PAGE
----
Less than 18 months after the end of Breaking Bad, its completely left-field spinoff Better Call Saul is ready to head before the biggest and most divisive jury, namely TV audiences. Better Call Saul has the arguably impossible task of living up to one of the medium’s greatest achievements, and after watching the first three episodes, I dare say creators Vince Gilligan and Peter Gould have succeeded in cutting another distinctly fascinating story from the same grim cloth as Breaking Bad. And Saul would likely use that cloth to wipe his sweaty brow.

Similar to its predecessor, Better Call Saul is about a man working harder than necessary to carve out a path to, if not happiness, then undeniable success. Though there are other obvious similarities to be found, no one should be expecting Breaking Bad: Round 2. That said, here are five things that Walter White’s biggest fans can realistically expect from Better Call Saul as Season 1 kicks off Sunday night. And don’t worry, this is a SPOILER-FREE story for the most part.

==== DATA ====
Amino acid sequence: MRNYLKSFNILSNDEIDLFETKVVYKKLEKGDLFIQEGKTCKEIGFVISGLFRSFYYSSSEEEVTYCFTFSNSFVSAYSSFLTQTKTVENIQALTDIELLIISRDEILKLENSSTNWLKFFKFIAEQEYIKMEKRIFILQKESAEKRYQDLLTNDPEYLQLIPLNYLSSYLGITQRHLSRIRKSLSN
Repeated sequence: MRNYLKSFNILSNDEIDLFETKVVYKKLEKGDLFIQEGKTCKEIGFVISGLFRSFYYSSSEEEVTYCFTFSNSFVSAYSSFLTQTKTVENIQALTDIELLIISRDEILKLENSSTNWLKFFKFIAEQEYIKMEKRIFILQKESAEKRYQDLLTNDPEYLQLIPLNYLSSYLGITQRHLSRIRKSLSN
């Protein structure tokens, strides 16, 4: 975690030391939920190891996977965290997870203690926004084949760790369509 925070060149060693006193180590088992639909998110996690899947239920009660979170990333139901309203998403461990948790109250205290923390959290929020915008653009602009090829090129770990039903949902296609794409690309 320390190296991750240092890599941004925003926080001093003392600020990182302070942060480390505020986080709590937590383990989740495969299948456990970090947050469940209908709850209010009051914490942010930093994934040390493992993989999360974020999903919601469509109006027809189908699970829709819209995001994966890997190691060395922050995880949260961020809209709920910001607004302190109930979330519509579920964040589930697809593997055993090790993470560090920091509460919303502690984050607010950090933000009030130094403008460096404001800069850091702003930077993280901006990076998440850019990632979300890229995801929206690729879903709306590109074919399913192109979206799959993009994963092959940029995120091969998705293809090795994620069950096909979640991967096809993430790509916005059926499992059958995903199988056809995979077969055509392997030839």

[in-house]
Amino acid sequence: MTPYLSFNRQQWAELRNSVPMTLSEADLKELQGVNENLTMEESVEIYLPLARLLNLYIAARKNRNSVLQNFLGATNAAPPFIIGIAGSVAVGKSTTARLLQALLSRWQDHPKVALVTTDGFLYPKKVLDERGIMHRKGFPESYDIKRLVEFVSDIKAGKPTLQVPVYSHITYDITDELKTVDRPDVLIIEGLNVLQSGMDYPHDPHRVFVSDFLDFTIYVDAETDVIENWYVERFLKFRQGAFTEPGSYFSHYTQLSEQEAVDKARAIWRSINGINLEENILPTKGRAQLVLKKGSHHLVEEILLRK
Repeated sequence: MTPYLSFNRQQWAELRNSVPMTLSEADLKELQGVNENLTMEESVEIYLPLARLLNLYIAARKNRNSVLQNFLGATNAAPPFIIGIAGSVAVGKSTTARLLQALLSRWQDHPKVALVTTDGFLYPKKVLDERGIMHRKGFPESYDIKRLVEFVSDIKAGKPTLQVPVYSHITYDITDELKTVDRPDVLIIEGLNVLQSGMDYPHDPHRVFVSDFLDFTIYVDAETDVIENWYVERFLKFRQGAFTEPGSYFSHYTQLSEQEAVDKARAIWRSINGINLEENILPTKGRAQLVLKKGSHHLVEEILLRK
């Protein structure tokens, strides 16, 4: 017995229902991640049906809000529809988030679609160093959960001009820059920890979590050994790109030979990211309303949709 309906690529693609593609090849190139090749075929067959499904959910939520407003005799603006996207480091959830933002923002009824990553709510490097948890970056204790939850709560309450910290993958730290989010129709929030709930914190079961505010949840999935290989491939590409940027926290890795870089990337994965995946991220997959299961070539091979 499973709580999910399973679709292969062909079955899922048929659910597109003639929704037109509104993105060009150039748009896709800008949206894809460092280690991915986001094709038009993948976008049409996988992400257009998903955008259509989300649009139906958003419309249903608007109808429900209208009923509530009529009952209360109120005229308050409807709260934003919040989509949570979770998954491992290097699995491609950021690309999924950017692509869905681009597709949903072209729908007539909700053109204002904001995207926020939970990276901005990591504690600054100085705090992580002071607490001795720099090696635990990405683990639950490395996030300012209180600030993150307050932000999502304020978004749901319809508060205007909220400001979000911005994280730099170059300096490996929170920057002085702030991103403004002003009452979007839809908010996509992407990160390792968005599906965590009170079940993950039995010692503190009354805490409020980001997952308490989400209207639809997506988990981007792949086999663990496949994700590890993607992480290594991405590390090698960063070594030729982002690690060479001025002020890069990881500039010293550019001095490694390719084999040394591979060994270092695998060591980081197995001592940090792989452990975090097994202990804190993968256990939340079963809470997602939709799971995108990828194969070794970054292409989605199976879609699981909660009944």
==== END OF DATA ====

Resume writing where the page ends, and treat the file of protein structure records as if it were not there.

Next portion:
Jimmy McGill: Anti-Heisenberg
When viewers met Saul Goodman all those years ago, he was already a two-bit lawyer making hilariously awful TV commercials, with a professional approach to keeping his ears out of criminal activity. Set in 2001, Better Call Saul takes place years before he achieves that local notoriety, when he’s still just one-bit lawyer Jimmy McGill. He’s not a genius with cancer like Walt, and he’s not trying to give his family a financial boon in the event of his death, but Jimmy also isn’t (at this point) assisting in creating lethally addictive intoxicants. He’s just trying to make enough money so that he’s not sleeping in his storage closet of an office.

Granted, he has to do that by defending some truly heinous people and crafting some ill-informed schemes, but self-preservation forces strange behavior. And while Walt’s every move came with his assurance of being the smartest man in the room, Jimmy doesn’t have that kind of mental guarantee, with an ego the size of his battered car’s cigarette lighter. The show’s very first cold open wonderfully lays out the stakes, playing with our knowledge of Jimmy’s future as Saul, and it adds another layer of sympathy to this character who is barely even the star in his own life. Even when you know he’s neck-deep in bullshit, Jimmy earns more consistent sympathy than Walt ever did, and Bob Odenkirk has the perfect face for it.

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